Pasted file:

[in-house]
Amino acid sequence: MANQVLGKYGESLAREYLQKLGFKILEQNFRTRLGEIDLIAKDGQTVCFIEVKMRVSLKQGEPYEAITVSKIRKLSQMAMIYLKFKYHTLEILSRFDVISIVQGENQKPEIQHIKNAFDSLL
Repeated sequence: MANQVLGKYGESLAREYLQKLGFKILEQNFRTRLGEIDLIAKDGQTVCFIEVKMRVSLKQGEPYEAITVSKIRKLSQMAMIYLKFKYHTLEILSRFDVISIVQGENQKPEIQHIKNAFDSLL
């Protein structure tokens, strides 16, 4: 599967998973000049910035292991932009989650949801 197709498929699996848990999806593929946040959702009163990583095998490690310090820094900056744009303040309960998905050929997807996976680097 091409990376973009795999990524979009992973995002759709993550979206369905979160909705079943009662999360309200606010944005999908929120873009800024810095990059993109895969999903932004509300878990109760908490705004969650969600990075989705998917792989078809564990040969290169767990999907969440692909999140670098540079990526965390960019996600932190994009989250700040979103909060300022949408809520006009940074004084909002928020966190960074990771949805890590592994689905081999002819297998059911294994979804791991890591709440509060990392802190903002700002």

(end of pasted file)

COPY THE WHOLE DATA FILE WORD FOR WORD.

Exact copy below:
[in-house]
Amino acid sequence: MANQVLGKYGESLAREYLQKLGFKILEQNFRTRLGEIDLIAKDGQTVCFIEVKMRVSLKQGEPYEAITVSKIRKLSQMAMIYLKFKYHTLEILSRFDVISIVQGENQKPEIQHIKNAFDSLL
Repeated sequence: MANQVLGKYGESLAREYLQKLGFKILEQNFRTRLGEIDLIAKDGQTVCFIEVKMRVSLKQGEPYEAITVSKIRKLSQMAMIYLKFKYHTLEILSRFDVISIVQGENQKPEIQHIKNAFDSLL
């Protein structure tokens, strides 16, 4: 599967998973000049910035292991932009989650949801 197709498929699996848990999806593929946040959702009163990583095998490690310090820094900056744009303040309960998905050929997807996976680097 091409990376973009795999990524979009992973995002759709993550979206369905979160909705079943009662999360309200606010944005999908929120873009800024810095990059993109895969999903932004509300878990109760908490705004969650969600990075989705998917792989078809564990040969290169767990999907969440692909999140670098540079990526965390960019996600932190994009989250700040979103909060300022949408809520006009940074004084909002928020966190960074990771949805890590592994689905081999002819297998059911294994979804791991890591709440509060990392802190903002700002």